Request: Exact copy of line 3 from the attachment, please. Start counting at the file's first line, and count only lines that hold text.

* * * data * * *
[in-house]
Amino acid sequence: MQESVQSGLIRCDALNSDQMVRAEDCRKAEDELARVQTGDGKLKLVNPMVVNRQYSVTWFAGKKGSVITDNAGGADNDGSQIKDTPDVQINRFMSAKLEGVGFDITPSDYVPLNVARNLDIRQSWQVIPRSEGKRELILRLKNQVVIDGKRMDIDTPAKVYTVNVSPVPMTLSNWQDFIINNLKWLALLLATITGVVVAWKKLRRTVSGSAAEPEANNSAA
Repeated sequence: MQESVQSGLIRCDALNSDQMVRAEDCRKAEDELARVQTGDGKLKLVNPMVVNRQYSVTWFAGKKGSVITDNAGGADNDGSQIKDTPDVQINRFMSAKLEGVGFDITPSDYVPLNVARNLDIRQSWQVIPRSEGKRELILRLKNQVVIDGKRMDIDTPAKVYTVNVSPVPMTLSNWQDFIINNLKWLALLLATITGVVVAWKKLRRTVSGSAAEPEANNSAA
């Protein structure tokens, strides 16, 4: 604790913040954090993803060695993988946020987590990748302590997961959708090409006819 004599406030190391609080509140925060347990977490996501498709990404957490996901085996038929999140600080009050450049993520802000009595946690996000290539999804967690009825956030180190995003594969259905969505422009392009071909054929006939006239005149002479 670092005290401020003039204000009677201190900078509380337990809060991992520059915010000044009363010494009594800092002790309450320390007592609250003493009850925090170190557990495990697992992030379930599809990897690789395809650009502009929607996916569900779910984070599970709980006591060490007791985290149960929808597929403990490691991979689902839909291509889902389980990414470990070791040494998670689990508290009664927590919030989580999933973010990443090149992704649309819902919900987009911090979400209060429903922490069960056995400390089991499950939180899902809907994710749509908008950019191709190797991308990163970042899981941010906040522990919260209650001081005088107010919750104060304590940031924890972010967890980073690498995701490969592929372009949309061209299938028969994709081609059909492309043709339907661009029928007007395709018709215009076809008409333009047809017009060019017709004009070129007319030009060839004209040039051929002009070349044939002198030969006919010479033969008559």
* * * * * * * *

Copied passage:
Repeated sequence: MQESVQSGLIRCDALNSDQMVRAEDCRKAEDELARVQTGDGKLKLVNPMVVNRQYSVTWFAGKKGSVITDNAGGADNDGSQIKDTPDVQINRFMSAKLEGVGFDITPSDYVPLNVARNLDIRQSWQVIPRSEGKRELILRLKNQVVIDGKRMDIDTPAKVYTVNVSPVPMTLSNWQDFIINNLKWLALLLATITGVVVAWKKLRRTVSGSAAEPEANNSAA